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Letters: A daughter’s search for love


Weddings can be stressful for the guests as well as the bride - that dress just has to be right

Weddings can be stressful for the guests as well as the bride - that dress just has to be right

Weddings can be stressful for the guests as well as the bride - that dress just has to be right

Sir - We have two daughters and like all parents, we wish for them to have happy and contented lives. Although some people may choose to marry, one of our daughters does not have that choice as she is gay.

Our daughter knew at 12 years old that she was gay but, as the idea frightened her, she put it from her mind for a time.

At 16, trying to come to terms with, and to accept the fact that she was gay, she went out from her family and friends, alone, to find out who and what she was.

She was fortunate to make contact with a youth group, and here she found she was not alone, and was helped to accept herself as she is.

Later, when our daughter came out to us, we and her sister were supportive of her, but we did wonder if we could have done more to have made it easier for her earlier on. Because of this, I became involved with a parent support group. One evening I met a group of young gay people looking for help and advice as, having travelled their own difficult and sometimes lonely journeys to self-acceptance, they were about to open up to their parents and were worried. They had come seeking and needing something so fundamental between all children and their parents: love, acceptance and belonging.

We have an opportunity on 22 May to act fairly and with generosity for all our gay sons and daughters. This would build a more caring and inclusive society where children who open up to their parents will be received with love and support.

Ann Cooney & Tom O'Connell,

Dublin 3

Fr Flannery was being unfair

Sir - It is most unfair of Fr Tony Flannery (Sunday Independent, 3 May) to use the Pope to support his positive opinions on same-sex marriage.

Pope Francis goes a long way towards combining both aspects of the Christian tradition in this area. He spoke lovingly about people who are gay - "If someone who is gay, searches for the Lord and has good will, who am I to judge," - but warned of the dangers of legalising homosexuality earlier this year.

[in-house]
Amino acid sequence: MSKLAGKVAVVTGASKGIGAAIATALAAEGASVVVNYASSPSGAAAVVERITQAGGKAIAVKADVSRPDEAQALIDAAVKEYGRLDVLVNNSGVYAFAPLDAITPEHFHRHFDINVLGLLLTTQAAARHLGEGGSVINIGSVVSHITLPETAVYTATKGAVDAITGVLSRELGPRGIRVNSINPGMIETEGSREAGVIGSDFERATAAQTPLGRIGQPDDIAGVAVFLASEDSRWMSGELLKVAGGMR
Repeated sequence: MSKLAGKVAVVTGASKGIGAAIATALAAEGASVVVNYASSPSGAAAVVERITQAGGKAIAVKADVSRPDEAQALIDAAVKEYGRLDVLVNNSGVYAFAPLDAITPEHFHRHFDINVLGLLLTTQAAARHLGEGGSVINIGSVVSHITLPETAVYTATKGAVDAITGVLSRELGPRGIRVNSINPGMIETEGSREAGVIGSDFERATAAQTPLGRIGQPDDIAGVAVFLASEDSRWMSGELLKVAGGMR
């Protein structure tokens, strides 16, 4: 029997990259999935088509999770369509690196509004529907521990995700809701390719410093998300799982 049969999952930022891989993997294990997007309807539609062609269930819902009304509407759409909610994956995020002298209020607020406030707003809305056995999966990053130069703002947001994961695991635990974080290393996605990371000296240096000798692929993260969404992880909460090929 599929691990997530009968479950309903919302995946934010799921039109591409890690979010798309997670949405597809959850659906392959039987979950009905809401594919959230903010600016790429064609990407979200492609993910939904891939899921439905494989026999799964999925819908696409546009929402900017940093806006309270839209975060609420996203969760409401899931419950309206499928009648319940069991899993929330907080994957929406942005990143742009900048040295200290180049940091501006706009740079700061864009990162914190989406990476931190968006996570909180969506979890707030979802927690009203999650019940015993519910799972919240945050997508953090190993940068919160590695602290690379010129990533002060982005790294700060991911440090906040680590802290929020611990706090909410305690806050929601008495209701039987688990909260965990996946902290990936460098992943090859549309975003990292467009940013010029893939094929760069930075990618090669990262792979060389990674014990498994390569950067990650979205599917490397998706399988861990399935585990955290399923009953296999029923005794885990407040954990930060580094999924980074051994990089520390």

He said "the family is threatened by growing efforts on the part of some to redefine the very institution of marriage."

Earlier he had referred to this institution as being thousands of years old, forged according to nature and anthropology.

Eileen Gaughan,

Strandhill, Sligo

Support for Fr Flannery

Sir - I support Fr Flannery's point that same sex orientation is part of the natural order and that past teachings of the Catholic Church have caused pain to gay people.

However, I do think there is a reasonable argument that can be made to distinguish between the marriages of same and different sex couples, without undermining the legal validity of all marriages.

Tolerance of those with a difference of opinion will be an important outcome of this referendum, and a commitment by all of us to continue to challenge homophobia in all sections of our society.

Frank Browne,

Templeogue, Dublin 16

Yes campaign is like Dev's FF

Sir - Growing up in the rural countryside near Killarney in the "hungry '50s", Fianna Fail dominated the political landscape and that made my parents very happy.

Dev's picture was next to the Sacred Heart and, to my recollection, slightly above it. Friendships were decided by how your family voted, and that began as early as national school.

The present Yes referendum campaign reminds me of those old days. All of the political parties are tripping over themselves to show how liberal and 21st century they have become. No mention of increase in employment or better housing.

For the record; I will vote, as I always have, but I will not make up my mind till I've pencil in hand and my ballot paper in front of me.

Mike Kelleher,

Tramore, Co Waterford

Sunday Independent